But in terms of being Biblical, they weren’t taking snippets of Scripture and using them out of context like the Accuser. They were actually being accurate in context, even if they were taking the verses quite literally (see 1 Corinthians 5:2-5).

        Speaking of context, it is impossible to come to a good, Biblical judgment of this situation.

        • Buddy R April 21, 2011 at 1:34 pm #

          “It is impossible to come to a good, Biblical judgment of this situation”.

          I agree.

      • Buddy R April 21, 2011 at 1:33 pm #

        Hey Justin,

        It does not matter how the divorce happened and that is my point. Given the vague context, this is really not about divorce. It is about a specific sin that is unknown to all of us – so it’s impossible to form a full conclusion on this letter.

        Being biblical is following the standards and guidelines laid out in Scripture when you are confronted with a certain decision. Obviously, these elders were confronted with a decision on whether or not to continue this member’s membership. I’m not even sure this is about a specific sin as it is about the person not responding to their initial requests.

        The whole thing could be a big mis-understanding, but all we have to go on is what is written in the letter – and what is written in the letter, to the best of my limited knowledge, falls in accordance with the guidelines set forth in Scripture for dealing with such a conflict (ie “biblical”). The quoted scripture in the letter serves as citation and proof as to WHY they are doing what they are doing – not justification for doing so, in my opinion.

        Anybody can quote scripture, true, but it is the person (or church) who follows scripture that is acting “biblically”.

  6. Josh April 19, 2011 at 7:41 pm #

    I agree, I would like to know the whole context. What if this person molested his child? What if they cheated on their spouse? The bible is clear that church discipline is needed. What if the church actually handled it correctly according to the bible? Maybe they are actually in the right? Unfortunately people just want to see the worst in the church, so they think the worst in the church in every situation. That’s what is sad.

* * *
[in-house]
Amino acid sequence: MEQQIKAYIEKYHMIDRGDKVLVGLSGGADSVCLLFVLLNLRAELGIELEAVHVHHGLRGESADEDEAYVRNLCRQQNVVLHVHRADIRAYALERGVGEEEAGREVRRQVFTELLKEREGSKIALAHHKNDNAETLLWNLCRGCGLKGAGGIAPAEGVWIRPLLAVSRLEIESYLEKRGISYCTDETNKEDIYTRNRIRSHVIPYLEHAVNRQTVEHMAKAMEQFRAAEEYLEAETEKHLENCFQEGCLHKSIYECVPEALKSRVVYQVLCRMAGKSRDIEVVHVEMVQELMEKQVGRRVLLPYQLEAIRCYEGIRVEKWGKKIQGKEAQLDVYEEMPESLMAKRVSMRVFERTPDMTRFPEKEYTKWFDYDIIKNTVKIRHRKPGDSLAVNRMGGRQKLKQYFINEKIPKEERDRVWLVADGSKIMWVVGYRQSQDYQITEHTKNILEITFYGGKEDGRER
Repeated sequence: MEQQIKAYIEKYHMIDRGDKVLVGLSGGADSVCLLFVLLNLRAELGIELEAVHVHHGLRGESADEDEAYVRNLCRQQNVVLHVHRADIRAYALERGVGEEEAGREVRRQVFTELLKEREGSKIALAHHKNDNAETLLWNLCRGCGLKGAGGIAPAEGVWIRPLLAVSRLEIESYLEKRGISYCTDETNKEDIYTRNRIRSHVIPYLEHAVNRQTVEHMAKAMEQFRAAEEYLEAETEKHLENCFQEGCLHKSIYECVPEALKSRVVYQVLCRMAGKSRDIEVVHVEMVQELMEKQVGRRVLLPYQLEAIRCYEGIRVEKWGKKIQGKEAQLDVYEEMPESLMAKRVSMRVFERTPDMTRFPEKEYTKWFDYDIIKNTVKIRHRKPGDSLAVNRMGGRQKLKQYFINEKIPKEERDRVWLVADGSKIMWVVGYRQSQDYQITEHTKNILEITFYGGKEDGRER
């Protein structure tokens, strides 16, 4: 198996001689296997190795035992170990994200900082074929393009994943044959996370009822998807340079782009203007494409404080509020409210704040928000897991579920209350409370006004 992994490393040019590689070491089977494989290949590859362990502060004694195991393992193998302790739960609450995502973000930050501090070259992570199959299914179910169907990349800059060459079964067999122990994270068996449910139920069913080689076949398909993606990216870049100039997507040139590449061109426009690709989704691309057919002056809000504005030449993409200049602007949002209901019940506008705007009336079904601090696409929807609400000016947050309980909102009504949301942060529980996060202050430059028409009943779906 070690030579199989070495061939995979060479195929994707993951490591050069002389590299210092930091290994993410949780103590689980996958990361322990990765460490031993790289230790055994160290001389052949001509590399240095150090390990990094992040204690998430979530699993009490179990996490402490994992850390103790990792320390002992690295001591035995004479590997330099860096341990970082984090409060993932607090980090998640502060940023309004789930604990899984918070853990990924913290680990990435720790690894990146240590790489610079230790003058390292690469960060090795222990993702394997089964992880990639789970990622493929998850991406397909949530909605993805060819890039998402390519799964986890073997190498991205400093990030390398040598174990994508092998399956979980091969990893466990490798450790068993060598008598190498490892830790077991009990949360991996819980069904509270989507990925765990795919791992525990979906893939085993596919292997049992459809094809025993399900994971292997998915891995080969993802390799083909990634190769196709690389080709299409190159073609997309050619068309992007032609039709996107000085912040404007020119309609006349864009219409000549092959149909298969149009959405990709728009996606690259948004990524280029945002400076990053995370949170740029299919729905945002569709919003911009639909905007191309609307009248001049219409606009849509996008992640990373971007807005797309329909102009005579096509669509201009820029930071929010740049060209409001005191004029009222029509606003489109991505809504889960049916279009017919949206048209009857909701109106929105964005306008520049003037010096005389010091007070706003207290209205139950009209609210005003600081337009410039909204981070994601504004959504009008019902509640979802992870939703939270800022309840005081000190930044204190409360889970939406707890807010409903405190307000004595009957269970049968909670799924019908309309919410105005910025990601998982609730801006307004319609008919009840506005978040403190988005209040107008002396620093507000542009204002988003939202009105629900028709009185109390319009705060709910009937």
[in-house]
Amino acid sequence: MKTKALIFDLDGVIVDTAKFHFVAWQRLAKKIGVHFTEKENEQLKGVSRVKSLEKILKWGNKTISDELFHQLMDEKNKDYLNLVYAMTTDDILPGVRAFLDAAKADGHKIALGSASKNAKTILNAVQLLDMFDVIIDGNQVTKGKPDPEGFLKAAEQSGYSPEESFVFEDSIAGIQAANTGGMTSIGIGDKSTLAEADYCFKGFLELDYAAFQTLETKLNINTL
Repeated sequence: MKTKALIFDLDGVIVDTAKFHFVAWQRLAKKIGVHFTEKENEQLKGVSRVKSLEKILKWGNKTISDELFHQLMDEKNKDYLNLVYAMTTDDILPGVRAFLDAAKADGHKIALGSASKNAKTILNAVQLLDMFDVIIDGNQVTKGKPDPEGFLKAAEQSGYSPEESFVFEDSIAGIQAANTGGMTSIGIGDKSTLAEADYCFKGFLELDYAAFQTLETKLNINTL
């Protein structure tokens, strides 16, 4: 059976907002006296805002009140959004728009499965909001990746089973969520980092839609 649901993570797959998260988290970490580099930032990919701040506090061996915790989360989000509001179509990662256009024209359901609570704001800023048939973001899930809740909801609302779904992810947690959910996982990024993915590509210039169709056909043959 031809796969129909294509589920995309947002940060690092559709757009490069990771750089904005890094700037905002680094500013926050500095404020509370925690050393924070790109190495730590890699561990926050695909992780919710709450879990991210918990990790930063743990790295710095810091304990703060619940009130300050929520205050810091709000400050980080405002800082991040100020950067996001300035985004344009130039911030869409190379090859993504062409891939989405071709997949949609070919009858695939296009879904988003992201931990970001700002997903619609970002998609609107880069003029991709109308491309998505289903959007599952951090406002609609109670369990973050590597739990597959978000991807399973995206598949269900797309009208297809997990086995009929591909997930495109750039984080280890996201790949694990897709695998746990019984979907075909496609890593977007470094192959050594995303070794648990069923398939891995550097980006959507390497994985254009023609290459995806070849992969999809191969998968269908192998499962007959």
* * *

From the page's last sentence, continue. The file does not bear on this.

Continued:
Sometimes believe it or not the church does the right thing and handles themselves biblically and they are right. It is sad that a letter is on here that has NO context whatsoever by a person who fails to respond to a church seeking restoration

    • Josh April 19, 2011 at 8:00 pm #

      or what if he beat her? Or what if he did nothing at all wrong? None of us know the situation so that’s why I don’t think it is wise to speculate that the church is wrong or judgmental here.

    • Justin Wise April 20, 2011 at 10:22 am #

      Josh … Why does it matter how the divorce occurred?

      And further, what’s your definition of “biblical”? Is it simply quoting Bible passages? I seem to remember the Accuser doing so with the greatest of ease. Does that mean he was “biblical” in his temptation of Christ?

    • Buddy R April 20, 2011 at 10:39 am #

      I agree Josh.

      • Justin Wise April 20, 2011 at 10:41 am #

        Why? And you still haven’t answered my questions.

  7. Luke Allison April 19, 2011 at 9:56 pm #

    Justin: Why post this here with the name for everyone to see? You honestly have no problem with that? It’s a 10,000-plus church attempting to exercise discipline with a covenant member. A person who signed a covenant agreeing to some things. One of these would be accountability with Church Elders.

    Why mock something like that?

    • Luke Allison April 19, 2011 at 10:03 pm #

      For more context.

      I’m starting to think you should change your last name to “Rash”.

      • Justin Wise April 20, 2011 at 10:24 am #